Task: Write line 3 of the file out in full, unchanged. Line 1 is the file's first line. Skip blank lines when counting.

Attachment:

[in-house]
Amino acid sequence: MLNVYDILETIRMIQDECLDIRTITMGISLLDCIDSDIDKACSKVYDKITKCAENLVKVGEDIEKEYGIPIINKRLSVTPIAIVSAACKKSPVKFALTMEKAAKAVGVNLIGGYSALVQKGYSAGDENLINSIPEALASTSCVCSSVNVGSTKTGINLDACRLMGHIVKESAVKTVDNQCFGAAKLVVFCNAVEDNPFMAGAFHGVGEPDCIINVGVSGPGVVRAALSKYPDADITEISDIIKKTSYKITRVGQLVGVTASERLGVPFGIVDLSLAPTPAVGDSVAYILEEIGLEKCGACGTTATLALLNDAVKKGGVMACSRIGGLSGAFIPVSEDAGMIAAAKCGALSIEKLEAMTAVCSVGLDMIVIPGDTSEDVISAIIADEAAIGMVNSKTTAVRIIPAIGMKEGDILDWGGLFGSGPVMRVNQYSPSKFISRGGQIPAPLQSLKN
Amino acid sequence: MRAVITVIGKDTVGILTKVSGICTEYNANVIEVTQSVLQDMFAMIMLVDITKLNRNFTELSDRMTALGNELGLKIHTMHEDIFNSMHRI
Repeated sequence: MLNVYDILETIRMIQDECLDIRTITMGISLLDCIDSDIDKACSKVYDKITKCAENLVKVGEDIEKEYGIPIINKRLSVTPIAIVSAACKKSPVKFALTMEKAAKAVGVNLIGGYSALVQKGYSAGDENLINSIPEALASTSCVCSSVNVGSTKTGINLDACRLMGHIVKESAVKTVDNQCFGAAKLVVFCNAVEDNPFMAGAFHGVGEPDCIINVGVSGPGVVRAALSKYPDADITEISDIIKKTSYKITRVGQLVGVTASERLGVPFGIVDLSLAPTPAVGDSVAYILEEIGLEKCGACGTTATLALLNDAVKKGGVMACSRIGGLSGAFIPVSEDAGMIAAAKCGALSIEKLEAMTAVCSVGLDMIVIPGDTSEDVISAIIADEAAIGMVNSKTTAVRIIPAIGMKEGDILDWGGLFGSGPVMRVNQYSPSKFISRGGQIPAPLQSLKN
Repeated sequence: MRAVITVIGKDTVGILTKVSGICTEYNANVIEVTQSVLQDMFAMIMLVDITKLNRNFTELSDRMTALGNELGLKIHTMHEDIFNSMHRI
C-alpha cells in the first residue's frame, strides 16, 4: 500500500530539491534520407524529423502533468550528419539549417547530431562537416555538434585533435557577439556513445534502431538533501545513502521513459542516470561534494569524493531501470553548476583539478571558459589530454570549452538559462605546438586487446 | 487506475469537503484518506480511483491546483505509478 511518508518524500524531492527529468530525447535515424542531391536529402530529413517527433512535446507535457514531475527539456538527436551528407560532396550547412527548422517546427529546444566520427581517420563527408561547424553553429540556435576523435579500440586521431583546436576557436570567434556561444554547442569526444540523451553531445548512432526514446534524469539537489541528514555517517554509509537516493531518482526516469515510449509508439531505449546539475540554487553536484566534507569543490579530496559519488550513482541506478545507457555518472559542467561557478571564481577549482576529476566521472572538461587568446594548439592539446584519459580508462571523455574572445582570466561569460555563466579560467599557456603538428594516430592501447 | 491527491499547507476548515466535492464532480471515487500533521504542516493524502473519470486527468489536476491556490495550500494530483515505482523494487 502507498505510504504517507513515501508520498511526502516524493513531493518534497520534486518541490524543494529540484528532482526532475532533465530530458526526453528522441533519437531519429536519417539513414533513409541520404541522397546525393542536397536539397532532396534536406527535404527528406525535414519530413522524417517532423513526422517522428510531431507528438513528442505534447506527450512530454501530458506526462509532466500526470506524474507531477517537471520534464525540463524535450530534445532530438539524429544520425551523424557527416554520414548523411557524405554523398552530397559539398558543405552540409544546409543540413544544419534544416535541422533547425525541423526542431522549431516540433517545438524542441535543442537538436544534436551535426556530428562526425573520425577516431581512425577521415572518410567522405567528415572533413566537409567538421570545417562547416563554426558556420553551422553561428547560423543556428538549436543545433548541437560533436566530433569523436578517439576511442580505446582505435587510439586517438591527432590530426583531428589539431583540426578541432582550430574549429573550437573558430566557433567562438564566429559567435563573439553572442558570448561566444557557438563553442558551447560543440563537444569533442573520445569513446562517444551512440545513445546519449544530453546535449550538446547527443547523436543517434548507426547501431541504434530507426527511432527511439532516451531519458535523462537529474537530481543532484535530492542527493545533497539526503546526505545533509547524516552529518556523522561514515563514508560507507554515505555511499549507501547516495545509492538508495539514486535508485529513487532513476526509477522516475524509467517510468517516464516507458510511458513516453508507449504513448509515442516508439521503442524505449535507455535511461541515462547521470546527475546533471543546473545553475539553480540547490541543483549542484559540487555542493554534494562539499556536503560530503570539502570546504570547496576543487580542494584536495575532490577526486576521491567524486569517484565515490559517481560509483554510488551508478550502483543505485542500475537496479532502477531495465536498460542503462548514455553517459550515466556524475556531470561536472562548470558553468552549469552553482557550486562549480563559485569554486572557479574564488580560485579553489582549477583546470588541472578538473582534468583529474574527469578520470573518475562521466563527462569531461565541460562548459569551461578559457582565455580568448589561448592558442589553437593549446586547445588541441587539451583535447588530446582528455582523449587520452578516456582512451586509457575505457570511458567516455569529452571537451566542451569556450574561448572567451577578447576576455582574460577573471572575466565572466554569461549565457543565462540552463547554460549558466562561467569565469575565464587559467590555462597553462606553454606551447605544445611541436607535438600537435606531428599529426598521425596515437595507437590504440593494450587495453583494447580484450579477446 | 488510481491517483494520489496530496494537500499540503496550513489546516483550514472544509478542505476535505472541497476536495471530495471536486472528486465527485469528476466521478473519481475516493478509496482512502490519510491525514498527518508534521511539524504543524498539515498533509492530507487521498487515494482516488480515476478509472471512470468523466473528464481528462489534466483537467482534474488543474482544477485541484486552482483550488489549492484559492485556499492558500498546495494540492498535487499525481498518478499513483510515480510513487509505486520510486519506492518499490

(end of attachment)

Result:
Amino acid sequence: MRAVITVIGKDTVGILTKVSGICTEYNANVIEVTQSVLQDMFAMIMLVDITKLNRNFTELSDRMTALGNELGLKIHTMHEDIFNSMHRI